Complaint handling and resolving disputes in an owners corporation

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An owners corporation usually involves many people, living close to each other and sharing common property. In this setting, people often have different views and disputes can arise.

Communication is often the best way to prevent disputes, so your owners corporation should encourage those involved to talk about their concerns.

Disputes can occur if an owners corporation makes a decision about a complaint that those involved in the complaint do not agree with. Your owners corporation must either:

If your owners corporation makes its own rules for disputes, these rules must be recorded at Land Use Victoria to be enforceable. For more information, view How to make owners corporation rules.

It is good practice for an owners corporation to make a policy about day-to-day communication between lot owners and the owners corporation. For more information, view Communication about owners corporation rules.

The Owners Corporations Act 2006 sets out a process to help owners corporations (formerly body corporates) deal with complaints.

This process has 3 steps - click on steps 1-3 below to see the details of each step:

Your owners corporation must have an internal complaints process to help its members and people living in the property deal with complaints without resorting to legal action.

We suggest following this process before you ask the Dispute Settlement Centre of Victoria (DSCV) to undertake dispute resolution, or before you apply to the Victorian Civil and Administrative Tribunal (VCAT) for a hearing on the matter, as you may get a quicker resolution through your owners corporation.

The process should set out:

  • who to contact if there is a problem or complaint
  • rules detailing the complaints process
  • directions about where to get information
  • how to record the problem or the breach of rules
  • how to notify your owners corporation committee or manager of a problem or complaint
  • how to raise an issue at an owners corporation or committee meeting
  • formal complaint procedures
  • how to nominate a third party to help resolve a dispute.

Making a complaint

A lot owner, tenant or manager can make a complaint in writing to the owners corporation using the approved Owners corporation complaint form (Word, 59KB).

Complaints to the owners corporation may relate to an alleged breach of the:

  • Owners Corporations Act 2006
  • Owners Corporations Regulations 2018
  • owners corporation’s rules.

If the owners corporation decides to take no action, it must provide the complainant with written reasons.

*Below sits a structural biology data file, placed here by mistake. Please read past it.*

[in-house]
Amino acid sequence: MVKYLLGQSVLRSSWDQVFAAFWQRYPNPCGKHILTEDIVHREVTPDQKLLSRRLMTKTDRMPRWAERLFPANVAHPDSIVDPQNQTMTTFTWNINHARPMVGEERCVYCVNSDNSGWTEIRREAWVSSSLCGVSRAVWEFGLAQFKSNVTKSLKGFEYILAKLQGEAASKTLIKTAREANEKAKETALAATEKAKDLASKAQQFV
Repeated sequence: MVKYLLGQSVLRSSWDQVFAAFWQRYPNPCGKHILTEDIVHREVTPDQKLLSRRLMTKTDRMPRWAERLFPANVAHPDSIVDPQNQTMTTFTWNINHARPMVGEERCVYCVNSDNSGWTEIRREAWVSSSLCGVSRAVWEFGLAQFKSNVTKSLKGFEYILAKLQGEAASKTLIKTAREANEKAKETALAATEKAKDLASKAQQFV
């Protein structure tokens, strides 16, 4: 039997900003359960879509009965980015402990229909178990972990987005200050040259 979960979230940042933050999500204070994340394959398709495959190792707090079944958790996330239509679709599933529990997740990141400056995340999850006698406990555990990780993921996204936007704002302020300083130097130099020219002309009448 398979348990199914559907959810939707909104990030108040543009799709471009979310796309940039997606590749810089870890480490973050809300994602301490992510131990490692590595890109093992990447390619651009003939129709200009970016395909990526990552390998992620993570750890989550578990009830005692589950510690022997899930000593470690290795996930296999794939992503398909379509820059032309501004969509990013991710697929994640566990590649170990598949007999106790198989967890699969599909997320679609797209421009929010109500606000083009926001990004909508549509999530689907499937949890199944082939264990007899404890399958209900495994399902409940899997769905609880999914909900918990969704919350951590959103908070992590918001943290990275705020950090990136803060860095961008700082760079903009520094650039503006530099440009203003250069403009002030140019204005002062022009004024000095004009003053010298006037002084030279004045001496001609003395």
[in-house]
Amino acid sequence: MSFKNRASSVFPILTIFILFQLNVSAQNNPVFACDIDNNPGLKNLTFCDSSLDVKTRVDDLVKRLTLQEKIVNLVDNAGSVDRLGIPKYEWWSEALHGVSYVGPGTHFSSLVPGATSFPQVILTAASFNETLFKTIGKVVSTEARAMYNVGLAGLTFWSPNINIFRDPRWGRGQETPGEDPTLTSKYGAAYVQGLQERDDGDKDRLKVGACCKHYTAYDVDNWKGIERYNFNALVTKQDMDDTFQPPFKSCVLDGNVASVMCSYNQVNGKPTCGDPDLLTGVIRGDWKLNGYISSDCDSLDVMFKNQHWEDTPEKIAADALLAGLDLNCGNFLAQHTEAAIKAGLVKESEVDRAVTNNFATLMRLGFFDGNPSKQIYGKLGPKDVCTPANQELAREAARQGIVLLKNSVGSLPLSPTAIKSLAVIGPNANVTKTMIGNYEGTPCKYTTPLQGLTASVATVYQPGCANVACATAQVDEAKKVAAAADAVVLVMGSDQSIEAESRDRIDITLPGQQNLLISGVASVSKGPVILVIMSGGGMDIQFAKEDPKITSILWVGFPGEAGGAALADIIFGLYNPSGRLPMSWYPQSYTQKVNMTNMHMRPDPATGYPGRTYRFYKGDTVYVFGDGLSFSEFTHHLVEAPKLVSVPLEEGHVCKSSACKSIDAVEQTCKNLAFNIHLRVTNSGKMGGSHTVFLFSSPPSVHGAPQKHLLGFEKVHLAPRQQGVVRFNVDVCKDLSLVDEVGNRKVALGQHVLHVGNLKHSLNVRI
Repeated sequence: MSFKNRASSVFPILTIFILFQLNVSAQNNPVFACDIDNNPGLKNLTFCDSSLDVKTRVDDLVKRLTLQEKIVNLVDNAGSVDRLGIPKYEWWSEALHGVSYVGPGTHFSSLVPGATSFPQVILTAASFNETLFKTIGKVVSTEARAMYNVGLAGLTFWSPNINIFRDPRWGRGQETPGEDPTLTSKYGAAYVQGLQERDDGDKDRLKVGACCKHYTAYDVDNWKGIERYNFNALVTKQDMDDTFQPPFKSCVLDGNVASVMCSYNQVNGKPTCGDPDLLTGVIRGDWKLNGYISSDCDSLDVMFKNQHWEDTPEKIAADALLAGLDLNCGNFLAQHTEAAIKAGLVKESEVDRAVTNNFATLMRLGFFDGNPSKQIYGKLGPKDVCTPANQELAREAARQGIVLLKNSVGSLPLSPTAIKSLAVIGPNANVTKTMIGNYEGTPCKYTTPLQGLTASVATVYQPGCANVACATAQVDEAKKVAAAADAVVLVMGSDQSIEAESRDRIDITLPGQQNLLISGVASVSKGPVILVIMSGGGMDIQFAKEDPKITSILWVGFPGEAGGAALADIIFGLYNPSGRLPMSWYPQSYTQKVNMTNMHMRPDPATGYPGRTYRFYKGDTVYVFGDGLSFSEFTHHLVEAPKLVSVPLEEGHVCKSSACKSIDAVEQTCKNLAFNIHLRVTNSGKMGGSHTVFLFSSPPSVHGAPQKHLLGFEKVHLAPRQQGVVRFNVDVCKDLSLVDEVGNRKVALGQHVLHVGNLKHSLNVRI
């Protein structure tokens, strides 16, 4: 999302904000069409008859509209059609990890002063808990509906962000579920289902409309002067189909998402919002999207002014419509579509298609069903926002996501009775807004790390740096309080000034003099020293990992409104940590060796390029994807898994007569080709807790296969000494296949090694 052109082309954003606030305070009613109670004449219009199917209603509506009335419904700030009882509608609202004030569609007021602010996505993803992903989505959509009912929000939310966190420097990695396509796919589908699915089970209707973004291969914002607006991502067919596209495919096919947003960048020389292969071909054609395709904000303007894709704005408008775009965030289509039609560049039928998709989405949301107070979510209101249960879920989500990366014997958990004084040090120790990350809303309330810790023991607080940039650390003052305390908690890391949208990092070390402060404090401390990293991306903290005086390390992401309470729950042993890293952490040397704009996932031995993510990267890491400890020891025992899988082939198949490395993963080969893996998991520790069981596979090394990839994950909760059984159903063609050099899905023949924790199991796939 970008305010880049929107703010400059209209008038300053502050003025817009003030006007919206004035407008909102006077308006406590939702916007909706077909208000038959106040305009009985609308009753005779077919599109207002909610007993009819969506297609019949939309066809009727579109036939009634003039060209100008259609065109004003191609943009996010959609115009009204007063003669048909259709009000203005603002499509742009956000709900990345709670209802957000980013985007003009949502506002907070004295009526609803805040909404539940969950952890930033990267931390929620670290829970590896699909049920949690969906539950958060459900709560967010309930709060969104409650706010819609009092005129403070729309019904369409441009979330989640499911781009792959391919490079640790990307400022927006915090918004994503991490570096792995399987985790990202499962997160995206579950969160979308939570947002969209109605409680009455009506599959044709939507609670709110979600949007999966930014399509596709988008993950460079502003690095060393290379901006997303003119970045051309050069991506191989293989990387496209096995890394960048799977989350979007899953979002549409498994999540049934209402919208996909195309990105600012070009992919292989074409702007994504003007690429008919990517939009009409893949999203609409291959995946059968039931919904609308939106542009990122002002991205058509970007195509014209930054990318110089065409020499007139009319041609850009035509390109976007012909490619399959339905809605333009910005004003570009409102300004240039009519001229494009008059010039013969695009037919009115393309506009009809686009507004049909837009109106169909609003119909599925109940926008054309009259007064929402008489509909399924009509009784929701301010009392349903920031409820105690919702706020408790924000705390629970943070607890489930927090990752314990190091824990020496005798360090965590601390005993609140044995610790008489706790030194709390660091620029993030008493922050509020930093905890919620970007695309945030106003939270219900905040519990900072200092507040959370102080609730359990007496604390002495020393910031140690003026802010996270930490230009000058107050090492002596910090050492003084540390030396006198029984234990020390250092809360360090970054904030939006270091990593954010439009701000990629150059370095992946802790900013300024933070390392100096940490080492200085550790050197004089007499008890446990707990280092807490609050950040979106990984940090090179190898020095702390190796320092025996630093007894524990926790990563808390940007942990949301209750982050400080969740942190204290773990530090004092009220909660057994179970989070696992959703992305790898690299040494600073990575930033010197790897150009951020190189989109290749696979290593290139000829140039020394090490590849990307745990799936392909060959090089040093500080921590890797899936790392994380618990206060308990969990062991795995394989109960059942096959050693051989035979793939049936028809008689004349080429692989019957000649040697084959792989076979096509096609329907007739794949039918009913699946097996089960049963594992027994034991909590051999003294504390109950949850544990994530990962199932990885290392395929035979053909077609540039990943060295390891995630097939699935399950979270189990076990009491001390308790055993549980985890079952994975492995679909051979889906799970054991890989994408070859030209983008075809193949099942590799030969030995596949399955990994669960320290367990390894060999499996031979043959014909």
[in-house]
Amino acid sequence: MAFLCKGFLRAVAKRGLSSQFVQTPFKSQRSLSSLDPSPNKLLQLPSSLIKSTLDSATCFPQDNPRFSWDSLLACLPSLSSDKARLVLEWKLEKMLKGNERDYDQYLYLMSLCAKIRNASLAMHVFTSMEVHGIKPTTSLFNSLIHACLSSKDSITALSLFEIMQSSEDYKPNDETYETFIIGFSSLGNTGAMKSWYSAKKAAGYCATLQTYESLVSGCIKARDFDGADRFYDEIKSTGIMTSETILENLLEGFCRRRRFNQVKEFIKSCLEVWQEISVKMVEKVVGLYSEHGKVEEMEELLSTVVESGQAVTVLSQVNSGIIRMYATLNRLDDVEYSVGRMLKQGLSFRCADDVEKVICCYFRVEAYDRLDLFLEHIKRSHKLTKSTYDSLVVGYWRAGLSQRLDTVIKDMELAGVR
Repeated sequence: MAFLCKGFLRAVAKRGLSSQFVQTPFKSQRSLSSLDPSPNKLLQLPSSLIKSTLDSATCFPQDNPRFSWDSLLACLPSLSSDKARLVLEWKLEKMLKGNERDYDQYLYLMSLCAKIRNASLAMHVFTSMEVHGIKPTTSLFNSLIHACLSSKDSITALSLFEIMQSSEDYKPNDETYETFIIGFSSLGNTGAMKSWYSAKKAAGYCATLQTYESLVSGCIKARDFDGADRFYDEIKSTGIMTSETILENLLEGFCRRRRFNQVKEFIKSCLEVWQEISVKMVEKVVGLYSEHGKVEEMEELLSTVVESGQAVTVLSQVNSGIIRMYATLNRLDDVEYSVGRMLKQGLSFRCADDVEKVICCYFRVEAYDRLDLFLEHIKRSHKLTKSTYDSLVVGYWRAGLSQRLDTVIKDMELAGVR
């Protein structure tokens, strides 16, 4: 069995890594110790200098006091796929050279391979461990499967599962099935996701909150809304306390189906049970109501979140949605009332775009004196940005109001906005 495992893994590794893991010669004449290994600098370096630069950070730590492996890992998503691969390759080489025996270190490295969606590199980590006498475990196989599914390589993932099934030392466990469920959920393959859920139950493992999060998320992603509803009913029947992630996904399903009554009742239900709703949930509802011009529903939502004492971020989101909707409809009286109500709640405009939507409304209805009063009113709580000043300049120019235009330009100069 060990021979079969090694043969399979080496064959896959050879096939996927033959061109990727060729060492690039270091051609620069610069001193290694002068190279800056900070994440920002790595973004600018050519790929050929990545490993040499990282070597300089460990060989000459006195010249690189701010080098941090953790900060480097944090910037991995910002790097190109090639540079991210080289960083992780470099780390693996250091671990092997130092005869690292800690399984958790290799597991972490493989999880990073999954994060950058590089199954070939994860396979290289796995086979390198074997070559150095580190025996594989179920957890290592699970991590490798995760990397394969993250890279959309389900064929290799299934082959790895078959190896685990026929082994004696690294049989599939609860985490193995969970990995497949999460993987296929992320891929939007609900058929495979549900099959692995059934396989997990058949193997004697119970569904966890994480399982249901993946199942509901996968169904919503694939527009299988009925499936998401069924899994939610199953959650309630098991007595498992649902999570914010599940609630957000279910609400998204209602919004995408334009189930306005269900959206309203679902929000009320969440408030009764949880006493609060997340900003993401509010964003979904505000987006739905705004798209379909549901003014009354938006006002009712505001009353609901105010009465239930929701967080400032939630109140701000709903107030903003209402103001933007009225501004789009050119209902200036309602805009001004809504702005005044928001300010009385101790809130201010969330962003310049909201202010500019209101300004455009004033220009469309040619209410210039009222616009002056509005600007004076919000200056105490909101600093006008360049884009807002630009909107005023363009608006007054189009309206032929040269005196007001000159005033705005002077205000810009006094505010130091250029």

If the owners corporation decides to take action, it must:

If the problem is not resolved

If the problem is not resolved within 28 days – that is, the person who the complaint is against does not rectify the breach - the owners corporation can choose to extend the deadline by issuing the person with a final notice in writing using the approved Final notice to rectify breach - owners corporations (Word, 59KB).

The final notice should state that:

  • the person has 28 days from the date of the notice to comply
  • if the breach is not rectified within 28 days, the owners corporation may take the matter to the Victorian Civil and Administrative Tribunal (VCAT).

If the complaint is by the owners corporation against a lot owner, tenant or manager, the next step is to apply for a hearing at VCAT. For more information, see Application to the Owners Corporation List - VCAT website.

If the complaint is by a lot owner, tenant or manager, the next step is to contact the Dispute Settlement Centre of Victoria (DSCV). For more information, view Step 2 below.

Keeping records

The owners corporation will ask for a written record of facts when it receives a formal complaint. You can use the Issue log sheet - owners corporations (Word, 60KB) to provide this.

A written record is also required if the complaint goes to DSCV or VCAT.

Any complaints and any action taken must be reported to the owners corporation’s annual general meeting. Use the following forms:

The owners corporation must keep records of the complaint for seven years.

If you are a lot owner, tenant or manager and your complaint cannot be resolved using your owners corporation’s internal complaints process, you can:

  • contact us for information and advice
  • seek advice on dispute resolution assistance from DSCV.

It is not compulsory to seek DSCV’s assistance before applying to the Victorian Civil and Administrative Tribunal (VCAT). However, DSCV may be able to help resolve the issue more quickly and at a lower cost.

DSCV can only try to resolve a dispute if all parties agree to take part in this process.

Visit the DSCV website

The owners corporation must follow its internal complaints process before making an application to VCAT.

VCAT accepts complaints from:

  • a manager or former manager
  • a lot owner or former lot owner
  • the owners corporation
  • the occupier or former occupier of a lot
  • a mortgagee of a lot
  • an insurer under a policy taken out by the owners corporation
  • the Director of Consumer Affairs Victoria.

Estimated timeframes to VCAT

VCAT prioritises cases that the renting laws say must be heard within a certain time, and those considered urgent.

What can VCAT do?

The tribunal can impose penalties for breaches of rules and make a wide range of other orders, such as:

  • ordering someone to do something
  • imposing a penalty for breaches of rules
  • requiring the payment of money owed, as damages or restitution
  • varying or ordering a term of a contract void
  • appointing or removing a manager
  • appointing or removing a chairperson or secretary
  • appointing an administrator.